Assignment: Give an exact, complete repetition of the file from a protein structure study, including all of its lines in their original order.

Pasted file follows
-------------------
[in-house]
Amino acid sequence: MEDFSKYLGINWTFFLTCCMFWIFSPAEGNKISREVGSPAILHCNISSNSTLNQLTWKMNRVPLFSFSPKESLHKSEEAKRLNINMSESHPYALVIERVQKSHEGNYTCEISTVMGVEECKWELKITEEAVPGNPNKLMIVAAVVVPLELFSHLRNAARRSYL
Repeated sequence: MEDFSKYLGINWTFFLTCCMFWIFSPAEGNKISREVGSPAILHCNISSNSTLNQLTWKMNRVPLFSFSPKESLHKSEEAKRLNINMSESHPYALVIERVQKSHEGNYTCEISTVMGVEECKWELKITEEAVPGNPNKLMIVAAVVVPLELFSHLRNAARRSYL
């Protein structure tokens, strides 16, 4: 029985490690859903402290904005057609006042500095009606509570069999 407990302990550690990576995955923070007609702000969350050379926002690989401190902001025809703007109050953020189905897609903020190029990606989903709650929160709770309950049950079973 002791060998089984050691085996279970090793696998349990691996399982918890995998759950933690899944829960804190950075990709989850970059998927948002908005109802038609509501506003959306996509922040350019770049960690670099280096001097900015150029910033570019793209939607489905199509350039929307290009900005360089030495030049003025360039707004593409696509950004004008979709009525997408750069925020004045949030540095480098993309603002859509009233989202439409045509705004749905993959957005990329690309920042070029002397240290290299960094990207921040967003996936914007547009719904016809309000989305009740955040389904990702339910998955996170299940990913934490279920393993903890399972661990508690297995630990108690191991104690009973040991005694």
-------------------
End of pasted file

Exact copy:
[in-house]
Amino acid sequence: MEDFSKYLGINWTFFLTCCMFWIFSPAEGNKISREVGSPAILHCNISSNSTLNQLTWKMNRVPLFSFSPKESLHKSEEAKRLNINMSESHPYALVIERVQKSHEGNYTCEISTVMGVEECKWELKITEEAVPGNPNKLMIVAAVVVPLELFSHLRNAARRSYL
Repeated sequence: MEDFSKYLGINWTFFLTCCMFWIFSPAEGNKISREVGSPAILHCNISSNSTLNQLTWKMNRVPLFSFSPKESLHKSEEAKRLNINMSESHPYALVIERVQKSHEGNYTCEISTVMGVEECKWELKITEEAVPGNPNKLMIVAAVVVPLELFSHLRNAARRSYL
């Protein structure tokens, strides 16, 4: 029985490690859903402290904005057609006042500095009606509570069999 407990302990550690990576995955923070007609702000969350050379926002690989401190902001025809703007109050953020189905897609903020190029990606989903709650929160709770309950049950079973 002791060998089984050691085996279970090793696998349990691996399982918890995998759950933690899944829960804190950075990709989850970059998927948002908005109802038609509501506003959306996509922040350019770049960690670099280096001097900015150029910033570019793209939607489905199509350039929307290009900005360089030495030049003025360039707004593409696509950004004008979709009525997408750069925020004045949030540095480098993309603002859509009233989202439409045509705004749905993959957005990329690309920042070029002397240290290299960094990207921040967003996936914007547009719904016809309000989305009740955040389904990702339910998955996170299940990913934490279920393993903890399972661990508690297995630990108690191991104690009973040991005694």